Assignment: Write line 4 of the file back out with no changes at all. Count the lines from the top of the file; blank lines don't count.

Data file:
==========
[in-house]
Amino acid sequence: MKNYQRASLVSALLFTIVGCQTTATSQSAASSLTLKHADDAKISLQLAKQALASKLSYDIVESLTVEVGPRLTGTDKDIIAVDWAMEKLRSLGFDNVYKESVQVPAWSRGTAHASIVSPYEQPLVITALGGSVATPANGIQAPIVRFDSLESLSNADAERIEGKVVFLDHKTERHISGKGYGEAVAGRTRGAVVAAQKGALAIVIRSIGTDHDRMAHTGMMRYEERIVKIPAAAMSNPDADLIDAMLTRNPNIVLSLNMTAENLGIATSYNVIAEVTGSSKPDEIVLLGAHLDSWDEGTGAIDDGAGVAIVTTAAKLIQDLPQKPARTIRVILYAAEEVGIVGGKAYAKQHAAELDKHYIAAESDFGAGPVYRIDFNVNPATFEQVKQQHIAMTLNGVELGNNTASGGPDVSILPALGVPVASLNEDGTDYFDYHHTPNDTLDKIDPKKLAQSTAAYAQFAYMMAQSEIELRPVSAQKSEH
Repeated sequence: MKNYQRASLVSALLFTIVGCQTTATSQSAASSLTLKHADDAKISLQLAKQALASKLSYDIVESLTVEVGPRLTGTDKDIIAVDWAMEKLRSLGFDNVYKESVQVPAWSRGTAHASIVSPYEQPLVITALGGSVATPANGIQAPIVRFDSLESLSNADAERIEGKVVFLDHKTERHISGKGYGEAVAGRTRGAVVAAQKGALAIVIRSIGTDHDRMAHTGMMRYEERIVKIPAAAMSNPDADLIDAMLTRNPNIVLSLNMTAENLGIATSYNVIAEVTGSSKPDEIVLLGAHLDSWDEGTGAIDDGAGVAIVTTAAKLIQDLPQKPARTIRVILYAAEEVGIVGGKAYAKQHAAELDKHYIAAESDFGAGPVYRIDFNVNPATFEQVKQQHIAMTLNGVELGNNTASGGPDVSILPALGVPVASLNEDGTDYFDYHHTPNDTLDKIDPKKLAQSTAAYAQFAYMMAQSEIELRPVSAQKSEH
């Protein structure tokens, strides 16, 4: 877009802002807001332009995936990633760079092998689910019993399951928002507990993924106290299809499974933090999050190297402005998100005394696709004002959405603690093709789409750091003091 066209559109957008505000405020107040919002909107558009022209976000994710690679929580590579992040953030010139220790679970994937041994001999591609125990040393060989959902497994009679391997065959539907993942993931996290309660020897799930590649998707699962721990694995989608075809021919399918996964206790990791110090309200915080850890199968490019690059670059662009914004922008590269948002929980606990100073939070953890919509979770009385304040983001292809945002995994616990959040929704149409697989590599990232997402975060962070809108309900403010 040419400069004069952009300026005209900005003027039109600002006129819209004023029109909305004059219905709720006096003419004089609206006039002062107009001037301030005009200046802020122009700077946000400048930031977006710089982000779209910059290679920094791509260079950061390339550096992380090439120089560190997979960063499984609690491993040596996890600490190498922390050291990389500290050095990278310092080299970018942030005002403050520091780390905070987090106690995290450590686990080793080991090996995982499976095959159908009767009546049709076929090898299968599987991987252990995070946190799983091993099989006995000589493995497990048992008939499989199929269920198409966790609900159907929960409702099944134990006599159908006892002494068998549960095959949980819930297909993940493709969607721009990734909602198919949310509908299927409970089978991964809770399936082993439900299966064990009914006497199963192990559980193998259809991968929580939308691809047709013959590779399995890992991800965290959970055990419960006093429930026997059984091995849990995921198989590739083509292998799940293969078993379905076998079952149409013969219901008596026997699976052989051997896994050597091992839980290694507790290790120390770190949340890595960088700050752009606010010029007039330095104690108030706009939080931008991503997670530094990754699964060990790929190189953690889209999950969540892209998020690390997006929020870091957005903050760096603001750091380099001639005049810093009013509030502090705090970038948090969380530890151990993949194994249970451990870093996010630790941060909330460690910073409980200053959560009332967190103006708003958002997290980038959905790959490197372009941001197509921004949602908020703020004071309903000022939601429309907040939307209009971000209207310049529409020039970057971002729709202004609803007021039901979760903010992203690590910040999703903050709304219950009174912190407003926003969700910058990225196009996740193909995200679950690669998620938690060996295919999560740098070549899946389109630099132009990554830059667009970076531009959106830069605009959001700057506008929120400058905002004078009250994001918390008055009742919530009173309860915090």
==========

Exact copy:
């Protein structure tokens, strides 16, 4: 877009802002807001332009995936990633760079092998689910019993399951928002507990993924106290299809499974933090999050190297402005998100005394696709004002959405603690093709789409750091003091 066209559109957008505000405020107040919002909107558009022209976000994710690679929580590579992040953030010139220790679970994937041994001999591609125990040393060989959902497994009679391997065959539907993942993931996290309660020897799930590649998707699962721990694995989608075809021919399918996964206790990791110090309200915080850890199968490019690059670059662009914004922008590269948002929980606990100073939070953890919509979770009385304040983001292809945002995994616990959040929704149409697989590599990232997402975060962070809108309900403010 040419400069004069952009300026005209900005003027039109600002006129819209004023029109909305004059219905709720006096003419004089609206006039002062107009001037301030005009200046802020122009700077946000400048930031977006710089982000779209910059290679920094791509260079950061390339550096992380090439120089560190997979960063499984609690491993040596996890600490190498922390050291990389500290050095990278310092080299970018942030005002403050520091780390905070987090106690995290450590686990080793080991090996995982499976095959159908009767009546049709076929090898299968599987991987252990995070946190799983091993099989006995000589493995497990048992008939499989199929269920198409966790609900159907929960409702099944134990006599159908006892002494068998549960095959949980819930297909993940493709969607721009990734909602198919949310509908299927409970089978991964809770399936082993439900299966064990009914006497199963192990559980193998259809991968929580939308691809047709013959590779399995890992991800965290959970055990419960006093429930026997059984091995849990995921198989590739083509292998799940293969078993379905076998079952149409013969219901008596026997699976052989051997896994050597091992839980290694507790290790120390770190949340890595960088700050752009606010010029007039330095104690108030706009939080931008991503997670530094990754699964060990790929190189953690889209999950969540892209998020690390997006929020870091957005903050760096603001750091380099001639005049810093009013509030502090705090970038948090969380530890151990993949194994249970451990870093996010630790941060909330460690910073409980200053959560009332967190103006708003958002997290980038959905790959490197372009941001197509921004949602908020703020004071309903000022939601429309907040939307209009971000209207310049529409020039970057971002729709202004609803007021039901979760903010992203690590910040999703903050709304219950009174912190407003926003969700910058990225196009996740193909995200679950690669998620938690060996295919999560740098070549899946389109630099132009990554830059667009970076531009959106830069605009959001700057506008929120400058905002004078009250994001918390008055009742919530009173309860915090």